The experiment found that participants who experienced the positive event of an upgrade shared excited messages with their friends, and hoped to receive excited messages in return. The researchers concluded that participants shared their experiences because they wanted to maintain the highly positive emotions they were experiencing.

In contrast, participants who experienced the negative event of a downgrade shared woeful messages, and hoped to receive calming, sympathetic messages from friends. This suggests that when people have negative experiences, they share them for entirely different reasons. They shared them because they want their emotions to be calmed, not maintained. Arousing negative emotions are unpleasant, and participants share them with others as a form of emotion regulation.

This is critical for knowing how to respond to consumers. People want positive, excited responses to their positive messages, and calm, soothing responses to their negative messages. Ultimately, we should do what we can to be warm towards people who share negative emotions, to help their negative feelings diminish.

Teeny, J., Deng, X., & Unnava, H. R. (2020). The “Buzz” Behind the Buzz Matters: Energetic and Tense Arousal as Separate Motivations for Word of Mouth. Journal of Consumer Psychology, 30(3), 429-446.

 

How Simple Training Games Help Develop Healthy Habits

Changing bad habits is tough, especially when they include inherently pleasurable things like eating junk food or watching TV. Over time, we learn to seek items in the world that bring us an immediate sense of pleasure, which can lead to an unhealthy cycle. Different behavioral methods have tried to halt the bad habit cycle at different steps, with varying success.

One approach has been to stop individuals from seeking items that are bad for them. One simple method called an “approach avoidance” training paradigm has been used in studies to curb individuals’ tendencies to approach unhealthy items. In versions of the training procedure, participants are shown a series of items and told to “approach” items that are good for them and to “avoid” items that are bad for them. Responses are typically made with button presses on a computer, and interestingly, running participants through this simple procedure has been shown to reduce alcohol consumption among alcoholics and reduce certain types of phobias. However, this training is not always effective.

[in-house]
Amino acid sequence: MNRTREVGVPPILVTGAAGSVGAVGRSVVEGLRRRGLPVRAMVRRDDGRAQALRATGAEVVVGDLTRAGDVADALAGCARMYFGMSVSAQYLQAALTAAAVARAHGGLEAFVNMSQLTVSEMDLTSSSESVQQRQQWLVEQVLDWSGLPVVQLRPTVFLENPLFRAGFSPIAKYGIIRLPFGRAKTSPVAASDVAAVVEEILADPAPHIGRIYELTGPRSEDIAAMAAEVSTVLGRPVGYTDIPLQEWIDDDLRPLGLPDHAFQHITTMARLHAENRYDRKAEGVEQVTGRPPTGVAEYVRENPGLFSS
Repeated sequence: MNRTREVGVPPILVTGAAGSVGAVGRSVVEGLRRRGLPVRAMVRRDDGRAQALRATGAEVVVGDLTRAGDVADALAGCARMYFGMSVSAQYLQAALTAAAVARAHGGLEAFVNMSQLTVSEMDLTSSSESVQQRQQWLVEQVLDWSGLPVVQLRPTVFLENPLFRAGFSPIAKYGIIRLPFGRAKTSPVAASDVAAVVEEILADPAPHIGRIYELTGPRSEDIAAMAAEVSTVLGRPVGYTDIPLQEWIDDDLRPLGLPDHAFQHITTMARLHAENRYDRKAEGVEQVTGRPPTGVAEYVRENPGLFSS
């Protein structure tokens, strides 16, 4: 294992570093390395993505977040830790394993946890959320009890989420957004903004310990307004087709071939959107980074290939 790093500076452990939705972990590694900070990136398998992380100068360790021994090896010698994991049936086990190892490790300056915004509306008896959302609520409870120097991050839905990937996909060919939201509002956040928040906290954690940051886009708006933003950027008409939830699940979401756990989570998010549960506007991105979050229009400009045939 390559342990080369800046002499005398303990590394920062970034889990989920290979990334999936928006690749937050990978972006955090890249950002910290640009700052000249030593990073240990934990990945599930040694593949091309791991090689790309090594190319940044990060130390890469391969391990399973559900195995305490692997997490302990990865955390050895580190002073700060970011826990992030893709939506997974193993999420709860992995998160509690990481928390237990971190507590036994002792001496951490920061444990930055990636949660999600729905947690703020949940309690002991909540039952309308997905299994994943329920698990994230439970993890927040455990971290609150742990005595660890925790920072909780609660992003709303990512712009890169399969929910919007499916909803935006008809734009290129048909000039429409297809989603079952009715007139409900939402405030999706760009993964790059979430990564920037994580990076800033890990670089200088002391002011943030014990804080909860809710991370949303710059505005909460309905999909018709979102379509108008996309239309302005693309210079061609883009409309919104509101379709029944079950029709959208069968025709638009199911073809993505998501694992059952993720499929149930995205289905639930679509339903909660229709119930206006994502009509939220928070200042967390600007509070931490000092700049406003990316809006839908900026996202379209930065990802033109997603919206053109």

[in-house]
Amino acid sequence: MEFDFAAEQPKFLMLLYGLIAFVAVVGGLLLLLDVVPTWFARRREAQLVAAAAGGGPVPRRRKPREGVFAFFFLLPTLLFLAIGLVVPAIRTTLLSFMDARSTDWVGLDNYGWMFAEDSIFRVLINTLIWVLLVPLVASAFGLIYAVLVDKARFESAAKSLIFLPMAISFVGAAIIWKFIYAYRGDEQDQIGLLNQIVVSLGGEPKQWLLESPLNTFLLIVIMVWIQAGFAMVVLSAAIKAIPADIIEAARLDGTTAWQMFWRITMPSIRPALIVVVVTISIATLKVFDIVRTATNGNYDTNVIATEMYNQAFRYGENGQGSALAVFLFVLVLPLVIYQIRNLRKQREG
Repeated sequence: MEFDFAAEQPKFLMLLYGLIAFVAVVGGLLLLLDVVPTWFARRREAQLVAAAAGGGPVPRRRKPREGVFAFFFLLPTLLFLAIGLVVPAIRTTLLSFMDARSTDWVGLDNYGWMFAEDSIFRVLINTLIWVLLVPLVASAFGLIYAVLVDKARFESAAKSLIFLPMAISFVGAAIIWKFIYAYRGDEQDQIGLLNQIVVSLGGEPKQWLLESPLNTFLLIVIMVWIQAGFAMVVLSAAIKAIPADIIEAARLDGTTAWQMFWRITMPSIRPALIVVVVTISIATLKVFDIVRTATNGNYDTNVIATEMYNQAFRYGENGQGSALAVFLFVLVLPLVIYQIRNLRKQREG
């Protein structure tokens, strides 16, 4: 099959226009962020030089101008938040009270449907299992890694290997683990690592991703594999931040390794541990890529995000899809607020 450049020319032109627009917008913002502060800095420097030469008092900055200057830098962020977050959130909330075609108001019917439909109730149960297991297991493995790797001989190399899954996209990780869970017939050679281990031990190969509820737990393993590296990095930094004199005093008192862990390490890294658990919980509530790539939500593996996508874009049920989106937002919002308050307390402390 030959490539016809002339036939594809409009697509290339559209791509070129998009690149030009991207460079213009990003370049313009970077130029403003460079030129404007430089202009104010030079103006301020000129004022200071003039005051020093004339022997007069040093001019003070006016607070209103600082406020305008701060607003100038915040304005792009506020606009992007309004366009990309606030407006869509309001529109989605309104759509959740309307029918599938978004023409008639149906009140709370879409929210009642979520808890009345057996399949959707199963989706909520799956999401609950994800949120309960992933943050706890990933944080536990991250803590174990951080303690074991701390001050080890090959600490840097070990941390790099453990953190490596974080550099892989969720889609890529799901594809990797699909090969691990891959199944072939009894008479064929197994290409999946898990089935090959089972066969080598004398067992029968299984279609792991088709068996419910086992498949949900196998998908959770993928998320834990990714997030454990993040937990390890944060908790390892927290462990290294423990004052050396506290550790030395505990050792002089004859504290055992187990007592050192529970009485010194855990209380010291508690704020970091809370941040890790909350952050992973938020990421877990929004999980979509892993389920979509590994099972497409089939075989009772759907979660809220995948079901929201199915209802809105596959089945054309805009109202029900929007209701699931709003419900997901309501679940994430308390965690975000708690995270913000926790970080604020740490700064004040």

Another recent study examined what could be done to improve the paradigm. They reasoned that adding reinforcement, such as getting points or money when bad items are avoided, would break the habit cycle by helping participants dissociate the item from the immediate sense of pleasure it would usually bring them.

In a series of four experiments, participants played a computer-based training game with avatars (the participant could customize the gender) they could move around a room that contained a fridge. Participants moved toward or away from  the fridge depending on what it contained. If participants moved toward it when it contained bad food, the avatar would lean over and say “I feel sick”. If it approached healthy food, it would say “I feel healthy”. In some conditions, the avatar had a health bar that would increase or decrease when healthy or unhealthy foods were eaten.

The study examined whether completing this game many times would influence participants’ behaviour later. They found that this training increased positive perceptions of the items they approached (e.g., if the food items were novel). It also increased healthy eating intentions 24 hours later, and lowered unhealthy eating during a snack task with real food items.

The study shows a clever way to remove the positive feelings and induce negative feelings in a way that short-circuits the bad habit cycle and can have lasting impact!

Van Dessel, P., Hughes, S., & De Houwer, J. (2018). Consequence-based approach-avoidance training: A new and improved method for changing behavior. Psychological Science, 29(12), 1899-1910.